The Student News Site of Shorecrest Preparatory School

The Chronicle

The Student News Site of Shorecrest Preparatory School

The Chronicle

The Student News Site of Shorecrest Preparatory School

The Chronicle

Home in a Person

Written by Max Baschinsky

 

     Few people can reflect on their 26 months of high school, littered with dozens of classes, and pick out just one favorite. But for me, it’s easy. Without a hint of a doubt, mine is 3D design with Jake McDevitt, Bryce Bell, and Graham Floto.

     I could write pages upon pages upon pages about our trials and tribulations in Casey’s studio, but none quite resonated with me as much as the 7-day war. 

     Admittedly, January was hard for me. Lots was happening in school and out of school, and it felt like I couldn’t catch a break. In turn, my self-esteem deteriorated to the point where I questioned: what was happening, am I enough, do I matter? Those thoughts occupied large corners of my brain, however I refused to show them (at least outwardly). 

     Many of my peers glossed right over the even-keel, happy facade I put on, and expectedly so, because we, as a class, have learned (tragically) from experience that it’s almost impossible to discern the discrepancies between a truly happy-go-lucky kid with an overwhelmed teenager crashing and burning out, losing control of their metaphorical car mid-turn. But one kid didn’t. Graham didn’t. But that’s not even what sets him apart from every teenager I met. As incredible as recognizing my distress was, the way he responded was even more ingenious and showed what made Graham, well, Graham. 

     Sometime in January, I remember being hunched over the table in the back left corner, desperately cramming some information in my frazzled brain for a math quiz. I had already been destined to fail, considering I started studying for the first time 30 minutes prior. My heart was racing. My pupils dilated. My hands were shaking. It’s like I was not just losing control of my situation, but losing myself at the same time. Something needed to give.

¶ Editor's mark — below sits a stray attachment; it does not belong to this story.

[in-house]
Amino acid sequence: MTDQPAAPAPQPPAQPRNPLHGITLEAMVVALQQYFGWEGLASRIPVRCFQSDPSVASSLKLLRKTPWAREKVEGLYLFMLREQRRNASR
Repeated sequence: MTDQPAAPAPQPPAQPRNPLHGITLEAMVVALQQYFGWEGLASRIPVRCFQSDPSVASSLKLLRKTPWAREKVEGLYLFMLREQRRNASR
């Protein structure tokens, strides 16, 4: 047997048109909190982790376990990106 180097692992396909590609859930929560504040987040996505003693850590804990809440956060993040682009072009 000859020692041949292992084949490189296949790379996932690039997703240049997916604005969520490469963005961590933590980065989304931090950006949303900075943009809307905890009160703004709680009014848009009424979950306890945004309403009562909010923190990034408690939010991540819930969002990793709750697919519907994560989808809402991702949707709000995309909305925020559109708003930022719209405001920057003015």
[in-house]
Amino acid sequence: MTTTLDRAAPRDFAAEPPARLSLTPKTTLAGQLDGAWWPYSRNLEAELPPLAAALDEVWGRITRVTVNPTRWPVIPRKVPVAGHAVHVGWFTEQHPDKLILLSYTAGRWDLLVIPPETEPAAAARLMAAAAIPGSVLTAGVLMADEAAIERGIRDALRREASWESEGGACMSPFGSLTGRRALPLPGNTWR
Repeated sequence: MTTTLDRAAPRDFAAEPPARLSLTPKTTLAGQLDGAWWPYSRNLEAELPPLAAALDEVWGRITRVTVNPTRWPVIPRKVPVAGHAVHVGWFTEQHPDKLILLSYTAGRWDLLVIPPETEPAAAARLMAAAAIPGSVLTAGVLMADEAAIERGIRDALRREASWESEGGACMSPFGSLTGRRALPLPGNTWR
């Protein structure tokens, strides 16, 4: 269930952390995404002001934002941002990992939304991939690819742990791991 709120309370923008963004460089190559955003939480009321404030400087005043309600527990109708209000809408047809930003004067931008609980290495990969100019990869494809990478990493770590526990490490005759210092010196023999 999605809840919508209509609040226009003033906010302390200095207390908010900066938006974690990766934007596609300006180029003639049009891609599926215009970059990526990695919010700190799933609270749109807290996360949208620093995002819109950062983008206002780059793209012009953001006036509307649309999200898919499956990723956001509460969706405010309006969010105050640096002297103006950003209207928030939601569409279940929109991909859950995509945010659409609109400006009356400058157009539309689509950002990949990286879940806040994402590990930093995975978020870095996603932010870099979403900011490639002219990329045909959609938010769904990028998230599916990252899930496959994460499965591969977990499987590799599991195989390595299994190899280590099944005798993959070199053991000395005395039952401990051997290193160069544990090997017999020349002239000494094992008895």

Enter the sound of clay shattering, so brittle that the noise could probably be heard through the walls. I looked up, and there was my lone creation of the year, the infamous chocolate chip cookie with exquisitely detailed chips, texture, and undulations of a given chocolate chipper at Panera (it was a piece of total garbage), in pieces spread across the floor. 

     I looked up and there was Graham, not upset, not guilty, not with a shade of remorse for this, but instead chuckling. And you know what? To hell with my project. In that instant, he made me laugh harder than I could remember I had…maybe ever. I’d trade any piece of art, any piece of effort, any test score, any homework, just to invoke that laugh one more time. 

     This so-called “incident” didn’t just revive me, but it sparked a mission, a passion, like a dying flame of a fireplace before the wood stokes hues of orange or blue. I felt back. I was back. Graham had brought me back.

    While Graham did make me feel whole again, he was going to pay for this attack on my artwork. When shattering my masterpiece, Graham made a huge blunder, considering his attack on my “troops” (pieces of art) sparked the 7-day war: a grueling battle between him and me where projects were shattered, projectiles soared, clay was put in backpacks, and homework was ruined. 

     Although we took a break in our fighting because of Graham’s declining health during the flu season, we ended with a treaty between the Russian and Vietnamese forces, signed and mitigated by ChatGPT.

     In hindsight, I don’t remember how I did on that test I was cramming for, but probably not too well. In hindsight, I don’t remember the drama plaguing me, except that it only made things worse. In hindsight, I don’t remember every detail about Graham as much as I wish I did right now. But what I do know, and will always appreciate him for, is that he made me feel better when I didn’t ask him to. He wasn’t expected to, but he did when I needed him to. For at least a second, Graham made it all go away like few others could, and I know it’s not just me who thinks that.